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A Guide on Setting Up Cyberpunk Lighting in UE5

Jeppe Mygh shared with us how he created the End of the Line project using Unreal Engine 5, discussed the rendering setup behind the scene, and shared tons of useful resources that will help you get started with environment art in UE5.


My name is Jeppe Mygh. I am 28 years old, and I am an Environment Concept Artist from Denmark, currently working freelance on some exciting projects. However, I am looking for a studio to join! I primarily use Blender and Unreal Engine to create my works, and I really enjoy using Blender's Geometry Nodes and Unreal's Procedural Content Generation tools to create concepts that can do a little more than just be a pretty image.

The Way into 3D Art

I have always wanted to get into art, but never dared to apply to art school, as I did not think I had the skills to get in. So, I ended up taking a degree in marketing and web development instead. However, during a brief introductory course to 3D, I picked up Blender just as it got the amazing 2.8 update to its UI, and I was instantly hooked. I learned a lot from watching everything Ian Hubert put out on his YouTube and Patreon, and I just kept playing around with it, doing everything from animations, product rendering, and VFX, while also trying to learn a lot about art and digital painting.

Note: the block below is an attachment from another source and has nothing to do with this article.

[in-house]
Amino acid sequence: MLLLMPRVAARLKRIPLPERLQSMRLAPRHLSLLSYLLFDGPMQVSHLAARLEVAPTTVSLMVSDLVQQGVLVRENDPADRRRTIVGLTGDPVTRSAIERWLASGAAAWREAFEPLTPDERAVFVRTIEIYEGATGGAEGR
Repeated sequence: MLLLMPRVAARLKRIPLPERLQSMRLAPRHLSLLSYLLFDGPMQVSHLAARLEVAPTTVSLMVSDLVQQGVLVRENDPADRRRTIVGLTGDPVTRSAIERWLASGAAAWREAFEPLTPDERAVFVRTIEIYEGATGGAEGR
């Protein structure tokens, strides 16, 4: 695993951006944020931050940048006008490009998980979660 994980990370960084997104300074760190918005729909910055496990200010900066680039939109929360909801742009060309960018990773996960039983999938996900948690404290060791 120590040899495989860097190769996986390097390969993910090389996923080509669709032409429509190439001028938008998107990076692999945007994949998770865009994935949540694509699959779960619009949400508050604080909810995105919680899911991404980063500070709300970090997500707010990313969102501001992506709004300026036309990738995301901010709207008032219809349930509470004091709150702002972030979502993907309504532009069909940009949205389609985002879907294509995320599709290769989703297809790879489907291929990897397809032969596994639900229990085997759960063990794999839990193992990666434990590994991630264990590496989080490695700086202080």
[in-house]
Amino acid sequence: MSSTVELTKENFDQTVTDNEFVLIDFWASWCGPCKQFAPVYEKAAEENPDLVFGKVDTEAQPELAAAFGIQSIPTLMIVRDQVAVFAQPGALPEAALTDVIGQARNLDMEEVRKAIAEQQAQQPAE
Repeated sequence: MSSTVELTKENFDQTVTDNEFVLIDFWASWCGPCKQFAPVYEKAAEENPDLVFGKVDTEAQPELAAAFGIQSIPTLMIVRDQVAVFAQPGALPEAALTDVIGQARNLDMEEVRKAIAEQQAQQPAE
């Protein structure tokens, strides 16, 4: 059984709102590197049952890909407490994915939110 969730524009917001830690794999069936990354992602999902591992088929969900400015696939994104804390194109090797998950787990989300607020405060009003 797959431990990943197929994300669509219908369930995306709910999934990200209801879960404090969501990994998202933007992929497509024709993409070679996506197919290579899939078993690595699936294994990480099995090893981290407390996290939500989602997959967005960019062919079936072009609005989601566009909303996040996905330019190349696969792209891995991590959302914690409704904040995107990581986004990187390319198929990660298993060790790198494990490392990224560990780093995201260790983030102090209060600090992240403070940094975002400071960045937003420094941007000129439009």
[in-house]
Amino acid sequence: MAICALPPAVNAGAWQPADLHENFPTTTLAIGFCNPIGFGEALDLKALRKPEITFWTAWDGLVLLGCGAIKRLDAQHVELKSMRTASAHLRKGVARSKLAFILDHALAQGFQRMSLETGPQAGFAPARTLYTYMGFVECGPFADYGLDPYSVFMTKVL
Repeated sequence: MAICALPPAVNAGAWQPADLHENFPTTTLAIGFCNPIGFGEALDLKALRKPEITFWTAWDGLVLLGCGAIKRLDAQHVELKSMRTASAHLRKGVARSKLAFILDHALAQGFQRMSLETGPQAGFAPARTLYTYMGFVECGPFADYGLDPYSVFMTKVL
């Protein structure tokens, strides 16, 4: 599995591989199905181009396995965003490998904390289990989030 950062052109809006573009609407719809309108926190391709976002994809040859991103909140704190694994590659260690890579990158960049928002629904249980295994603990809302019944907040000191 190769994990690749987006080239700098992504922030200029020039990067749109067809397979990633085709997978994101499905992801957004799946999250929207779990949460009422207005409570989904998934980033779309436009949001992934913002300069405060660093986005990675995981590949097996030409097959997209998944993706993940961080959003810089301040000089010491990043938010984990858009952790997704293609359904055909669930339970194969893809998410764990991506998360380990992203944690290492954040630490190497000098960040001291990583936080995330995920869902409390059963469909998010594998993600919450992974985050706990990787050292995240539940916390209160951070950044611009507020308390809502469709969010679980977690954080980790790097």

I was lucky enough that my hard work paid off, and I got picked up by a small outsourcing concept art studio called Vizlab Studios. There, I had the pleasure to work on an unannounced AAA project by a major publisher, Superfuse, by Stich Heads Entertainment, and a string of smaller projects until the studio, unfortunately, had to close down in October last year due to the turmoil the game industry finds itself in right now.

Getting Started Unreal Engine

When one door closes, another door opens, and I have since used the downtime between freelance clients to finally start learning Unreal Engine! And man, am I having fun with it! Unreal Engine is like the ultimate sandbox game in itself – you can make anything you want with it. For environment art, being able to use Nanite and Lumen to have huge scenes with millions of polygons and realistic lighting in real-time, allows you way more time to iterate on your composition, design, and storytelling, without waiting for a path tracer to render your frame. It really enables you to spend that extra bit of time to add a lot of fine detail and storytelling to your scene, which can make the difference between a good piece of art and a one.